My mother and I during my graduate thesis exhibition
Photo: Erin Younge

CRAFTHAUS: Where did you grow up? What’s your background?

DANIELLE: I was born in Delaware and grew up in a little town right in the middle of the state. Baltimore is really close, DC and New York are close. My dad worked a blue collar factory job at a Delaware Chemical Plant. They make bleach for Clorox. He knows a lot about bleach [laughing]. My mother worked at a newspaper called the News Journal. I remember going into the back room where the newspapers were printed and watching them slide down all the way to the floor. Like in the game “Shoots and Ladders.” Then workers came in and put the papers on trucks for delivery. My mom would let me hang out with her while she was getting her work finished. It was a great environment to be in. It was really cool.

CRAFTHAUS: Neither of your parents is involved in art, craft or design. Where does your interest come from?

DANIELLE: My dad is an artist of sorts. Not in the academic sense, but he was always into building stuff and making things himself. I remember him building his own canoe once and we would go to a little swamp close-by and collect native American artifacts. We picked up pottery, airheads, old bullet cases and milk jugs. Just weird things that would wash up on the shore. I learned about making things from him. There was always something happening around the house, and I had a certain natural curiosity about how stuff works. My dad was always willing to explain things to me in a way that I could understand, even as a little kid.


"Chocowinity NC Brooch" - Copper, brass, powder coat, champlevé enamel, led lights.
Photos: Danielle James.


CRAFTHAUS: How did you get your start in metals?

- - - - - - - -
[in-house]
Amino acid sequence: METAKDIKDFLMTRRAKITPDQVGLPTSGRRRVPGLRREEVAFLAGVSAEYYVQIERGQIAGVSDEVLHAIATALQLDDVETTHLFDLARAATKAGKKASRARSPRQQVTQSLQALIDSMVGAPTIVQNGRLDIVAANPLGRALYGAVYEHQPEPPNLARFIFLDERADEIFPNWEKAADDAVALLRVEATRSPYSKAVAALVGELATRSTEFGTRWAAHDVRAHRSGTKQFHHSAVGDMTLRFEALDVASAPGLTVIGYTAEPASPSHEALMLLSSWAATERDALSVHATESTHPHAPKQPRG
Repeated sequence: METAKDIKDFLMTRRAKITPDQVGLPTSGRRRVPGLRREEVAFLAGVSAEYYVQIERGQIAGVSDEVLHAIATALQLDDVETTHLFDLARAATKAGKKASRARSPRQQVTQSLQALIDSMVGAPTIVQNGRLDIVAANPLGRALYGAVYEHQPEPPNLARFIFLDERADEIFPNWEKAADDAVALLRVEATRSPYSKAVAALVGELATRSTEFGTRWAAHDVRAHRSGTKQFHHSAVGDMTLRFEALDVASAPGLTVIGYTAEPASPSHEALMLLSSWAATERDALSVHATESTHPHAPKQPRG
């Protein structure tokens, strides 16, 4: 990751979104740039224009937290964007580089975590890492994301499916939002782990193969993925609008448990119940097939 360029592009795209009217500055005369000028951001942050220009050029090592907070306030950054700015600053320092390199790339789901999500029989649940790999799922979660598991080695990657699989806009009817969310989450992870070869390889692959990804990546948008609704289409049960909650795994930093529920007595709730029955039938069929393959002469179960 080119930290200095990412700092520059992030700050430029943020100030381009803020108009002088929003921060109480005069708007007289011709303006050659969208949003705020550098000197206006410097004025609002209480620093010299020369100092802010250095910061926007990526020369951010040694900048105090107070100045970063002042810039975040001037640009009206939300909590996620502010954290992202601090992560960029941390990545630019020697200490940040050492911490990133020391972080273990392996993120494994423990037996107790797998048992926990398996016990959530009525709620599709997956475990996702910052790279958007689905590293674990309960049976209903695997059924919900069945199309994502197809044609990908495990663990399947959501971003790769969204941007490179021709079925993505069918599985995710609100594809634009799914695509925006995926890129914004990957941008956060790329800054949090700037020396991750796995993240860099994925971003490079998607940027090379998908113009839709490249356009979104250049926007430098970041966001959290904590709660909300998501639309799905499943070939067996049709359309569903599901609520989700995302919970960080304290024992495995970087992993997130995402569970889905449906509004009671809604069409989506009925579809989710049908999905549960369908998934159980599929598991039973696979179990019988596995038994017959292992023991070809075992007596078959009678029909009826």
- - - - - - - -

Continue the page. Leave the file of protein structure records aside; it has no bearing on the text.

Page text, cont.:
DANIELLE: When I was in High School we had ceramics and painting classes but no metals. It wasn’t exactly a super exciting art department, but my art teacher was great, passionate and understanding. If I had issues in school, which I always had, I could go to the art studio whenever I wanted.

Studio theater also took a lot of my time, especially technical theater. I stayed after school for hours and painted finishes on canvasses to make them look like a wooden bar for example. I loved making the sceneries for our High School theater. I continued to do that later in college too and then, eventually, for a professional theater. I created theater backdrops for about 10 years total, which was great because I learned how to build something well. Some of the props we built needed to be sturdy and safe enough for people to walk on. It was important nobody would get hurt.


The metals aspect didn’t actually happen until I was half-way through my undergrad time, during my art education degree. My parents, as supportive as they were of my art work in general, had suggested I go into art education rather than fine art, and I did. The bad part was that I didn’t like my art ed professor very much, and I didn’t like the classes I was taking. It felt like I was in scrapbooking school and I was paying way too much money for it.

Lucky for me, at the time, Christina Miller from Ethical Metalsmiths taught in the metals department and suggested I take a class with her. I took her class, it was very hard and I failed. It was awful, Christina made me cry [laughing]. I never had as rough a time in art ed as I had in her metals class.

At ECU. Saw, file, solder.

I guess I was kind of a lazy kid when I started in the metals department and Christina told me I should probably NOT be taking Metals II - which was, in retrospect, the absolute best thing she could have done for me, because I actually liked metals and was, like, f*** **u! Now I’m gonna take ALL these classes! I am a bit of a contrarian, I guess.


I ended up switching my major to jewelry/metals a year after that, but I was still doing theater props at the same time. I had to do a lot of juggling with my time. And I started selling some of my work. That’s really when I tasted blood and realized I could probably make a living out of this metal thing. I wasn’t getting anywhere close to that kind of positive attention from any of the painting I was doing in art ed. This was different, a new experience for me and I kind of really got off on that. All of a sudden, people were excited about what I was making, it was like a drug and I got addicted.

Next post: Danielle James - (2) Undergrad & Mustaches

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Replies to This Discussion

Making art (making metal objects/making jewelry specifically) starts your/my body making endorphins.Wooohooo, it's such a high, with no downside and legal! It IS an addiction and a most beloved one for me. 40 years and counting and still loving making my stuff. Danielle, you are so lucky to have found your 'addiction' so early. You GO, Girl!

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